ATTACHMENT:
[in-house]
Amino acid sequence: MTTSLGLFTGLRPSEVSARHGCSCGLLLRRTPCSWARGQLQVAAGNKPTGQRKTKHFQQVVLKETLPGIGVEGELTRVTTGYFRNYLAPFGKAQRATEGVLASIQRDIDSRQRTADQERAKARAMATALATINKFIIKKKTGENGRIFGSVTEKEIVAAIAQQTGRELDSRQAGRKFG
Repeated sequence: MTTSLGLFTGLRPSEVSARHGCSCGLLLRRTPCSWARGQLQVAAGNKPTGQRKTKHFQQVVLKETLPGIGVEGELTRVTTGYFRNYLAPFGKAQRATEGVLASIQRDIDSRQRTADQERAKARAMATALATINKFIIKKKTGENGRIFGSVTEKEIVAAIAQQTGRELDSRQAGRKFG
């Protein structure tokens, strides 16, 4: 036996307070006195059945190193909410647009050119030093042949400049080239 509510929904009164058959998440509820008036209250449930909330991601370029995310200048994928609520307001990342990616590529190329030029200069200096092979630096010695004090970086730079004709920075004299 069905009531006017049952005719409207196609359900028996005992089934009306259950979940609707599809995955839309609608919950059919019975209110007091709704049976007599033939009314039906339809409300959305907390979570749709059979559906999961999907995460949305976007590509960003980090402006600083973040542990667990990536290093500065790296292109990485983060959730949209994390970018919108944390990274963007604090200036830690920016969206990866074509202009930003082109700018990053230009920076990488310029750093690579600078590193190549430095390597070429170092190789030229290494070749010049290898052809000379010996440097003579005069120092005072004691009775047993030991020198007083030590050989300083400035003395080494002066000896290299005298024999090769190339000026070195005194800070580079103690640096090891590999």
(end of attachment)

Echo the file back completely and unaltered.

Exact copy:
[in-house]
Amino acid sequence: MTTSLGLFTGLRPSEVSARHGCSCGLLLRRTPCSWARGQLQVAAGNKPTGQRKTKHFQQVVLKETLPGIGVEGELTRVTTGYFRNYLAPFGKAQRATEGVLASIQRDIDSRQRTADQERAKARAMATALATINKFIIKKKTGENGRIFGSVTEKEIVAAIAQQTGRELDSRQAGRKFG
Repeated sequence: MTTSLGLFTGLRPSEVSARHGCSCGLLLRRTPCSWARGQLQVAAGNKPTGQRKTKHFQQVVLKETLPGIGVEGELTRVTTGYFRNYLAPFGKAQRATEGVLASIQRDIDSRQRTADQERAKARAMATALATINKFIIKKKTGENGRIFGSVTEKEIVAAIAQQTGRELDSRQAGRKFG
């Protein structure tokens, strides 16, 4: 036996307070006195059945190193909410647009050119030093042949400049080239 509510929904009164058959998440509820008036209250449930909330991601370029995310200048994928609520307001990342990616590529190329030029200069200096092979630096010695004090970086730079004709920075004299 069905009531006017049952005719409207196609359900028996005992089934009306259950979940609707599809995955839309609608919950059919019975209110007091709704049976007599033939009314039906339809409300959305907390979570749709059979559906999961999907995460949305976007590509960003980090402006600083973040542990667990990536290093500065790296292109990485983060959730949209994390970018919108944390990274963007604090200036830690920016969206990866074509202009930003082109700018990053230009920076990488310029750093690579600078590193190549430095390597070429170092190789030229290494070749010049290898052809000379010996440097003579005069120092005072004691009775047993030991020198007083030590050989300083400035003395080494002066000896290299005298024999090769190339000026070195005194800070580079103690640096090891590999």